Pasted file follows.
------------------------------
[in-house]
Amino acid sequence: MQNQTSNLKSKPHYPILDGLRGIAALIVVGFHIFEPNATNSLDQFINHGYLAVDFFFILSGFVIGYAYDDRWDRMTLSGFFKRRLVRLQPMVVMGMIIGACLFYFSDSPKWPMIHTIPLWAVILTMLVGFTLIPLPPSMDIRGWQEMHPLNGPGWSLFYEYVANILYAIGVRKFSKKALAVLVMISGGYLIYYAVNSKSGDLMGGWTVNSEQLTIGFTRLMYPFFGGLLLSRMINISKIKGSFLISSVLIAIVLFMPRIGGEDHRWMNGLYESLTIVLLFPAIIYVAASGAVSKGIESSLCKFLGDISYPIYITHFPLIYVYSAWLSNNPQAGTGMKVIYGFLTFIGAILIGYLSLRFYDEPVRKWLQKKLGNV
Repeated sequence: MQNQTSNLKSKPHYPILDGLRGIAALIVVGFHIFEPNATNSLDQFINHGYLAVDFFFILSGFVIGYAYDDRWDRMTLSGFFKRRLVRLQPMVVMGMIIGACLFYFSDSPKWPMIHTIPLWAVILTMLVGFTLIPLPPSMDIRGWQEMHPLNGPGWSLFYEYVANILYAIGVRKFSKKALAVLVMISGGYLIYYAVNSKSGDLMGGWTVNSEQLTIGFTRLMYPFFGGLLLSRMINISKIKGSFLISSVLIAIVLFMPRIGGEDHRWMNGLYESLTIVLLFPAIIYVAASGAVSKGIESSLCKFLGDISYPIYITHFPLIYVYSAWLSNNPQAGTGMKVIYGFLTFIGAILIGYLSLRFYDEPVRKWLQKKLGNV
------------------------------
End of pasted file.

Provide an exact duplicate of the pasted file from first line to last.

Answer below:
[in-house]
Amino acid sequence: MQNQTSNLKSKPHYPILDGLRGIAALIVVGFHIFEPNATNSLDQFINHGYLAVDFFFILSGFVIGYAYDDRWDRMTLSGFFKRRLVRLQPMVVMGMIIGACLFYFSDSPKWPMIHTIPLWAVILTMLVGFTLIPLPPSMDIRGWQEMHPLNGPGWSLFYEYVANILYAIGVRKFSKKALAVLVMISGGYLIYYAVNSKSGDLMGGWTVNSEQLTIGFTRLMYPFFGGLLLSRMINISKIKGSFLISSVLIAIVLFMPRIGGEDHRWMNGLYESLTIVLLFPAIIYVAASGAVSKGIESSLCKFLGDISYPIYITHFPLIYVYSAWLSNNPQAGTGMKVIYGFLTFIGAILIGYLSLRFYDEPVRKWLQKKLGNV
Repeated sequence: MQNQTSNLKSKPHYPILDGLRGIAALIVVGFHIFEPNATNSLDQFINHGYLAVDFFFILSGFVIGYAYDDRWDRMTLSGFFKRRLVRLQPMVVMGMIIGACLFYFSDSPKWPMIHTIPLWAVILTMLVGFTLIPLPPSMDIRGWQEMHPLNGPGWSLFYEYVANILYAIGVRKFSKKALAVLVMISGGYLIYYAVNSKSGDLMGGWTVNSEQLTIGFTRLMYPFFGGLLLSRMINISKIKGSFLISSVLIAIVLFMPRIGGEDHRWMNGLYESLTIVLLFPAIIYVAASGAVSKGIESSLCKFLGDISYPIYITHFPLIYVYSAWLSNNPQAGTGMKVIYGFLTFIGAILIGYLSLRFYDEPVRKWLQKKLGNV